iCore-driven Clevo D900F notebook a beast

AVADirect will be the first reseller in the U.S. to offer a notebook using the Intel Core i7 quad-core desktop processor.

Normally, when you're reading off specs for laptops, an Intel Core i7 quad-core processor isn't listed--for gaming laptops, desktop replacements, or otherwise--and with good reason. We've had a few quad-core systems in the past, like the Toshiba Qosmio X305 , but those Q9000 CPUs were made for these notebooks. So, what do you get when you cram a desktop processor into a notebook? A beast.

AVADirect will be the first reseller in the U.S. to offer a notebook using the Intel Core i7 quad-core desktop processor. The Clevo D900F 17-inch gaming notebook can pack up to 12GB of DDR3, 1.5TB (500GB times three) of storage with RAID support, Nvidia GTX 280M graphics with 1GB GDDR3, and a 12-cell battery.


Unfortunately, the spec sheet doesn't say how long you can expect that 12-cell battery to last when you're running this thing. Suffice it to say you'll be plugged in most, if not all, of the time. And at 11.9 pounds of hardware meat--excluding adapter plug--I don't think carrying it around on a regular basis is going to enter the mind, so it works out. If nothing else, at least this will be the most compact Core i7 box on the market.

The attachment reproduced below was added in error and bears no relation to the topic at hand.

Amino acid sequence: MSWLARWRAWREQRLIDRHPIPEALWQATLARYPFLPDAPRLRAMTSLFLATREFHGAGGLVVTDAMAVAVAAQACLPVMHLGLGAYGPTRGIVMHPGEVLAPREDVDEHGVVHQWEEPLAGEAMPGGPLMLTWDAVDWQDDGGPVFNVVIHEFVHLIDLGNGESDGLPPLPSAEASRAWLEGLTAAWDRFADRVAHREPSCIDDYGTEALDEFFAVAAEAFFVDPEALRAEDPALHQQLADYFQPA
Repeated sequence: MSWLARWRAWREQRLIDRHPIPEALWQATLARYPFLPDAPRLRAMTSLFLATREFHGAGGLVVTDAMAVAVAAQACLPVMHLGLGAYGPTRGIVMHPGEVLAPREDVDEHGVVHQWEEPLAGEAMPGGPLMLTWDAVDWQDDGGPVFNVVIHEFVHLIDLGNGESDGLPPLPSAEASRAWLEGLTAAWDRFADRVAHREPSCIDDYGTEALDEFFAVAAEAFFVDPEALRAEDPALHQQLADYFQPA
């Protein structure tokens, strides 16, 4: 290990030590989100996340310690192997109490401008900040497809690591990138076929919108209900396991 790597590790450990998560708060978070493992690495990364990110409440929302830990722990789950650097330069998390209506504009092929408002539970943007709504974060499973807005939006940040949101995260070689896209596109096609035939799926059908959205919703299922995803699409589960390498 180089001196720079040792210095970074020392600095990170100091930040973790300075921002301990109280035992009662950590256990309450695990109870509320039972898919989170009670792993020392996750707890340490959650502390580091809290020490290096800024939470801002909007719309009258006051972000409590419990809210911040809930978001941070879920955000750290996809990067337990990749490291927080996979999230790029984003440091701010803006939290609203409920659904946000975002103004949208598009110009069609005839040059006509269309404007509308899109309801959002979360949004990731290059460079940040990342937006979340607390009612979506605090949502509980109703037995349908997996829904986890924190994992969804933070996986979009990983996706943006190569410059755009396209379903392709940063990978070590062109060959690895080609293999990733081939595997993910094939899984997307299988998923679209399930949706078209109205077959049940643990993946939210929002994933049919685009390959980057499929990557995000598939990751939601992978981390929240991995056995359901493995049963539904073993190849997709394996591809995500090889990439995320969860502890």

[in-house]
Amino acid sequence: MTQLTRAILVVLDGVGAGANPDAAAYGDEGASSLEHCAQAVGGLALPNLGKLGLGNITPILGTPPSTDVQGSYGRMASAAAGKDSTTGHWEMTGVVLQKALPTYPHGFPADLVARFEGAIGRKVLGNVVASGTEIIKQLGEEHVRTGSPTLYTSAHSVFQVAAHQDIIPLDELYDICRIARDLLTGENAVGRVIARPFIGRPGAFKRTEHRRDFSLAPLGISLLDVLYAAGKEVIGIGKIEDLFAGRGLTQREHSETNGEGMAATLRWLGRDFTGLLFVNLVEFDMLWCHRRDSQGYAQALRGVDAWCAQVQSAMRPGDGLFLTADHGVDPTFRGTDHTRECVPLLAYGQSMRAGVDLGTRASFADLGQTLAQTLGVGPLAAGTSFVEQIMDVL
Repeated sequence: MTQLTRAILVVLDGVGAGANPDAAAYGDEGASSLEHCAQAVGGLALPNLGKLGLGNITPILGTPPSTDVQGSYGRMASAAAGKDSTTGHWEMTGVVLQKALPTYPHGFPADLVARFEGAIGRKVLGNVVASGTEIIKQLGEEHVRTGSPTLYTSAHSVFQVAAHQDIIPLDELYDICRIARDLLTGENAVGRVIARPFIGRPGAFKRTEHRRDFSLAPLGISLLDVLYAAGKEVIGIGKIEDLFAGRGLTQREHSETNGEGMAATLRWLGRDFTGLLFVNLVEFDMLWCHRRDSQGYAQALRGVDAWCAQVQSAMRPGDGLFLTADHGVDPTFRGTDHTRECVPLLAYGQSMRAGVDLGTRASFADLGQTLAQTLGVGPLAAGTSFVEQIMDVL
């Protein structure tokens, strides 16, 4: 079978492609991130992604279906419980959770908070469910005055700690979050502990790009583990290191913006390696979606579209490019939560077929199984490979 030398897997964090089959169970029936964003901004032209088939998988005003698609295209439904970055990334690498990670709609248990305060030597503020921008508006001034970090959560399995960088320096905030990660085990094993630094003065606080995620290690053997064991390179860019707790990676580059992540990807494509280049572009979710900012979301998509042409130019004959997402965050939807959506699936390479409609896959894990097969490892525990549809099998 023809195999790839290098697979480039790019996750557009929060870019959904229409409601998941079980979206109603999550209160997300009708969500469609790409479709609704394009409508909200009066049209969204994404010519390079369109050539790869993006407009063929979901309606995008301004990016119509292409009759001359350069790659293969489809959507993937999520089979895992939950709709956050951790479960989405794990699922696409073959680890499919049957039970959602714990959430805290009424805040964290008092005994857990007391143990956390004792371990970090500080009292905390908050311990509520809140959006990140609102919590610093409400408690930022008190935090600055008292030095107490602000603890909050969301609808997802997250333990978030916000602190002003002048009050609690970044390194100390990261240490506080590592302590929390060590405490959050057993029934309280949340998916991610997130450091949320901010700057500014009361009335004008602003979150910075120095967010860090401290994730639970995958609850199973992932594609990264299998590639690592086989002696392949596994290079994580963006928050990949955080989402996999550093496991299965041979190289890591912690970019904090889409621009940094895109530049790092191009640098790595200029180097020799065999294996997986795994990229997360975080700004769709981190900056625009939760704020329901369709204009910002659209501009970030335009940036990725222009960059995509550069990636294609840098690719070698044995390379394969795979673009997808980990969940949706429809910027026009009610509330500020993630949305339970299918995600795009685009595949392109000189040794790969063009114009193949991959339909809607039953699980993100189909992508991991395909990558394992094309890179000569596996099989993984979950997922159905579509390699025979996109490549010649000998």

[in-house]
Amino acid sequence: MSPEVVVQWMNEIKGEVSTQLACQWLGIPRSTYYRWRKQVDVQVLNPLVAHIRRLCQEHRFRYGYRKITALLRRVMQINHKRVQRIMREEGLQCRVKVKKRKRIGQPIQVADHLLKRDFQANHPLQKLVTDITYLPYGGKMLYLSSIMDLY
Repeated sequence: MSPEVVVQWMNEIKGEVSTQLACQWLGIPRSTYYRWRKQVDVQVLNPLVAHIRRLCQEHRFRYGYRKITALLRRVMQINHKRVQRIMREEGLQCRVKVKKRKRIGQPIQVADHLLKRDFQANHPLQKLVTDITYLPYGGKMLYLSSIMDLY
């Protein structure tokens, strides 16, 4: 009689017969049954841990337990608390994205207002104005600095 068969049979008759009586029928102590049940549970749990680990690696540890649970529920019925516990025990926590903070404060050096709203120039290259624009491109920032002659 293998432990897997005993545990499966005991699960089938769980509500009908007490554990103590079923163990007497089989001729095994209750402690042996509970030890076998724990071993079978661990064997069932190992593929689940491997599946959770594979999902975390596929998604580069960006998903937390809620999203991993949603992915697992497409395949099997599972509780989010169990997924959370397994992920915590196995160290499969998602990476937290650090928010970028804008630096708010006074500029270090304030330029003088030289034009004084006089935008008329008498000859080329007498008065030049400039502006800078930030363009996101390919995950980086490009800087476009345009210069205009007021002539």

The D900F is not an entirely new design. It was based on an older model known as the D901C. This model also used a desktop processor and desktop components, but was based on the aging Core 2 technology.

AVADirect started taking preorders as of last week and plans to ship out the notebooks to expecting customers the first week in July. Starting price for the notebook is currently $2,538, with the sky being the limit depending on how high you configure it.

About the author

    While taking psych and theater courses in college, Julie learned her mom overpaid a PC technician to...lose her data. Thus, a tech geek was born. An associate editor for CNET Reviews, as well as a laptop testing analyst at CNET Labs, this wayward individual has maniacally dissected hardware and conquered hardware/software related issues for more than a decade. Just don't ask for help on her time off--she'll stare at you quizzically, walk away, and make herself a drink.


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